In Los Angeles, the homeless pay rent for RVs that offer shelter and little else

An entire network of "vanlords" exists with applicants eager to call the four walls on wheels home.

Thursday, June 1, 2023
In LA, the homeless pay rent for RVs that offer shelter, little else
The economy behind this business model is robust. An entire network of "vanlords" exists with applicants eager to call the four walls on wheels home.

LOS ANGELES (KABC) -- In the shadows of Mount Hollywood, next to studio lots and the Los Angeles River, sits one of the city's fastest growing neighborhoods.

Zoned for open space and commercial use, these days, Forest Lawn Drive is almost entirely residential.

"I became homeless during all the rain, so it was really, really rough," said Lorna, who lives with her dogs in a parked RV on Forest Lawn.

She moved there after what she described as the worst week of her life: sleeping on the streets during a winter storm after spiraling into homelessness. The bugs, she said, were the worst. A male friend shared a tent with her to help keep her safe.

On Forest Lawn, her RV is one of 70 along a two-mile-long corridor - 70 of an estimated 4,000 citywide.

"As areas get cleaned up, it just gets more and more concentrated in these industrial areas," said Tyler Stratton, who owns a business in an industrial part of Chatsworth.

He worries about safety every day.

"Not only safety for violence, necessarily, but as you're picking up trash with the fentanyl crisis as well, and drug use, that's also a prevalent thing," he said. "So you're also keeping that in the back of your mind, 'Am I touching anything that I could potentially get exposure to?'"

Before the pandemic, Stratton remembers seeing four RVs in the streets surrounding his business. Today, one street alone has more than 10.

In Chatsworth, on Forest Lawn and across Los Angeles, many of the RVs are rentals. People pay to live in them.

"I only pay $400 a month because it was a friend of a friend," said Lorna, who says she works full time as a home health aide. "You know, a lot of people pay a lot more than that."

"Vanlords," as L.A. City Councilmember Traci Park calls them, typically buy RVs at auction, then either drive or get them towed to their location of choice.

They're often parked illegally, are hooked up to rogue power systems, and are in the "Wild West" of rental agreements, with neither landlord nor tenant protections.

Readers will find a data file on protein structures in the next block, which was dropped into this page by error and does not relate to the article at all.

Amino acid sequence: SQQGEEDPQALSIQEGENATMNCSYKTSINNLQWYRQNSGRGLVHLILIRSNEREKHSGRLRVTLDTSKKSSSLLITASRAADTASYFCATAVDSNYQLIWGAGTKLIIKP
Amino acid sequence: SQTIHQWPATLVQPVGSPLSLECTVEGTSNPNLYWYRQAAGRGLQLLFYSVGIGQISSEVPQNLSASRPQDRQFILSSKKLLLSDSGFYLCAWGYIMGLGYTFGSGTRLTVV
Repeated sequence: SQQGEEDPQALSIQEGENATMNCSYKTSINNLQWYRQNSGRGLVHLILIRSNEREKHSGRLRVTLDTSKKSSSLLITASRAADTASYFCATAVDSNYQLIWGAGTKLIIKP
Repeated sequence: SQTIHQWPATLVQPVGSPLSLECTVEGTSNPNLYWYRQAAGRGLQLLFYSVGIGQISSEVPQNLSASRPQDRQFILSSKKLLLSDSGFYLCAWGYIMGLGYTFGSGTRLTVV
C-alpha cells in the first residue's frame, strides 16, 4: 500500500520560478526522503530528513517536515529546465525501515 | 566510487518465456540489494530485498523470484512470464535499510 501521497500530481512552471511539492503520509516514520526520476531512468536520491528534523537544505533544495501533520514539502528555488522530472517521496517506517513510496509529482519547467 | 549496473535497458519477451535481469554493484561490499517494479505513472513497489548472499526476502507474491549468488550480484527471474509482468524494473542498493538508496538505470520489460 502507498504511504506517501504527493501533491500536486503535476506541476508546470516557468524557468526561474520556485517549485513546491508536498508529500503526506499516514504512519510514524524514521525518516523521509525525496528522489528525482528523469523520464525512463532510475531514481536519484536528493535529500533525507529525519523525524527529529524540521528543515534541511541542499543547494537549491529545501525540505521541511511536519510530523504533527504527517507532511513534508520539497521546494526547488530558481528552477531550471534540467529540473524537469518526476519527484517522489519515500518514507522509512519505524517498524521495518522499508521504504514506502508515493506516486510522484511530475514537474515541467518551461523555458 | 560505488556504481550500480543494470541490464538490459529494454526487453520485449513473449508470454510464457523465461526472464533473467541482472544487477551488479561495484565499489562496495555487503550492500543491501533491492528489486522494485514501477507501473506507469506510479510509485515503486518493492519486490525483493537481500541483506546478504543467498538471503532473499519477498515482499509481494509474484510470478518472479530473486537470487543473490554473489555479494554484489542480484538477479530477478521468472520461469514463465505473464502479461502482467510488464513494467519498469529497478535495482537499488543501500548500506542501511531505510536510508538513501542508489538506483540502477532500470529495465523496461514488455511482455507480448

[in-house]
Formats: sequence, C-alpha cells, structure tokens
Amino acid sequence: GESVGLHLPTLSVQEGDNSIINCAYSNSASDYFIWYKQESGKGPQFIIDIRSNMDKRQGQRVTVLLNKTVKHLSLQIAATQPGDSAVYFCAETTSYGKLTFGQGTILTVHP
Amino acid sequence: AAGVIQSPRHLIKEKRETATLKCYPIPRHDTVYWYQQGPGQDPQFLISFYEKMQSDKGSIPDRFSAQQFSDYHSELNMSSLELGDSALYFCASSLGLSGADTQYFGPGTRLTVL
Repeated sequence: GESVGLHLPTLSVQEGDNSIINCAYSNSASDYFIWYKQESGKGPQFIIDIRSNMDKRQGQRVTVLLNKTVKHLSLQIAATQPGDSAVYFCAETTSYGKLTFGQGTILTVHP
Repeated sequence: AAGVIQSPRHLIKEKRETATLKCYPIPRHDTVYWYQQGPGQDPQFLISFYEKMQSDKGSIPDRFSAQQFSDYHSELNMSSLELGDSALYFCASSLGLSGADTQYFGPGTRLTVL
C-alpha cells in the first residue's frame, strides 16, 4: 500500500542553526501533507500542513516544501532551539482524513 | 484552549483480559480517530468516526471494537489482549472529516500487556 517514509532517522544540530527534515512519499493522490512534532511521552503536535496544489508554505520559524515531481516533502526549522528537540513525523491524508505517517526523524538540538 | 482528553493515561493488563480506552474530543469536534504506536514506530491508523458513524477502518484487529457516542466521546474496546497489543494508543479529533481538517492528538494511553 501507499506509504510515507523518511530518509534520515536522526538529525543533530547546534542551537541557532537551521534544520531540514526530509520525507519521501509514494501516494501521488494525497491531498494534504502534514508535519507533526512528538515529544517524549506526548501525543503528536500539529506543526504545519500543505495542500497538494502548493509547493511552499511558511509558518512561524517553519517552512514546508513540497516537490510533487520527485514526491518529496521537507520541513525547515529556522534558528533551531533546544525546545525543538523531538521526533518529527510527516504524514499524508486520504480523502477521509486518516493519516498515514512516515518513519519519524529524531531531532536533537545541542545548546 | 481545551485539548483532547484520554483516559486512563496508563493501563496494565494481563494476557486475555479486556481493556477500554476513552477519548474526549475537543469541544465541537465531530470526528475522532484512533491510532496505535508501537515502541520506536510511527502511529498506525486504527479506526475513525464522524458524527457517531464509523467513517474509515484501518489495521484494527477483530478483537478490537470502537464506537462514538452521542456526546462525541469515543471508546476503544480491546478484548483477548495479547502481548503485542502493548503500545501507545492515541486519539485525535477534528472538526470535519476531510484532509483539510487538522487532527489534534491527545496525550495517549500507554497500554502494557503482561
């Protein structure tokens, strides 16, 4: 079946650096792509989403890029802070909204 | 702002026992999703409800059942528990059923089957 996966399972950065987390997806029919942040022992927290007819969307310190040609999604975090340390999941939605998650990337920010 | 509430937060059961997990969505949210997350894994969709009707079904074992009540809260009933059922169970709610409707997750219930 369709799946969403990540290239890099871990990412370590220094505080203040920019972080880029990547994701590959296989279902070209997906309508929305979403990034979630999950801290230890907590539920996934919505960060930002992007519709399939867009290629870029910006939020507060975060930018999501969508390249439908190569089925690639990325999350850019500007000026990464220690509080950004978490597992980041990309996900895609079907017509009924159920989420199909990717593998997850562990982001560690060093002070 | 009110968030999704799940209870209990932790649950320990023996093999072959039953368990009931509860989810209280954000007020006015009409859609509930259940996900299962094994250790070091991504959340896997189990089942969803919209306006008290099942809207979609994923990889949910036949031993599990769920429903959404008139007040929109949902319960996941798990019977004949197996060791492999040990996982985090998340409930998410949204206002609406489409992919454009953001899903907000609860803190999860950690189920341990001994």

"A lot of times, the inhabitants of the vehicle don't know the name of the person who rented it from, they don't have valid contact information, a lot of these vehicles are not registered, they're not adequately insured," said Park during a conversation in front of an RV encampment in Venice.

Using the restroom isn't an option in the RVs. Some tenants use gyms, where they are members.

Others use their imaginations. Park said her office has received videos of people dumping waste into storm drains.

Yet the economy behind this business is robust. An entire network of "vanlords" exists with applicants eager to call the four walls on wheels home.

Greg William would know.

He has bought and rented out RVs to the unhoused for almost a decade.

In a conversation with ABC7, William says he owns 15 of them now, scattered around town, and charges between $600 to $800 a month.

"I work with them and I almost always do sliding scale, so basically whatever you can afford is what I work with you on," said William, who finds most tenants on Craigslist, Airbnb or through word of mouth.

He told ABC7 each RV costs between $2,000 to $5,000 upfront, and requires roughly $200 to $400 a month of maintenance. He estimates he profits between $2,000 and $8,000 a month.

The gap accounts for inconsistencies in rent payments, since the lease is not legally enforceable.

Above all, William sees himself at a homeless advocate, despite that he's also capitalizing on homelessness.

He tells ABC7 he was once unhoused.

"All it takes is a couple things in life to shoot you downwards. I would be there to help," said William. "So based on that principle alone, I feel like what I'm doing is the right thing to do."

Ethically, he's convinced.

Practically, it's not as simple.

"Businesses are regulated very stringently in the county of L.A., and it seems that would be something officials would jump onto pretty quick," said Stratton.

William says he's been through it all.

"I've been through all the tows. I've been in and out of court," he said.

Courts have ordered William to move his campers, which means they then pop up in a new location.

Enforcement otherwise is a dead end.

City Ordinance Section 41.18, which restricts camping in certain public right-of-ways, does not apply to RVs. Park says there's a moratorium on towing these types of RVs because of a pending lawsuit.

Even the threat of enforcing either gets divisive quickly, for fears of criminalizing homelessness.

So Park taking a different approach.

"We're working on changing our municipal code to cover the sale and leasing of RVs on our public streets," said Park.

If adopted, the ordinance would require RVs meet stricter standards before sale. It's in an early stage, set to appear before committee.

It would directly impact William's business, which he says he's fine with if that means ending homelessness.

As for Lorna, the city has offered her transitional housing. She turned it down before ending up in the RV on Forest Lawn.

Lorna is no longer looking for a place to live, because she no longer considers herself homeless.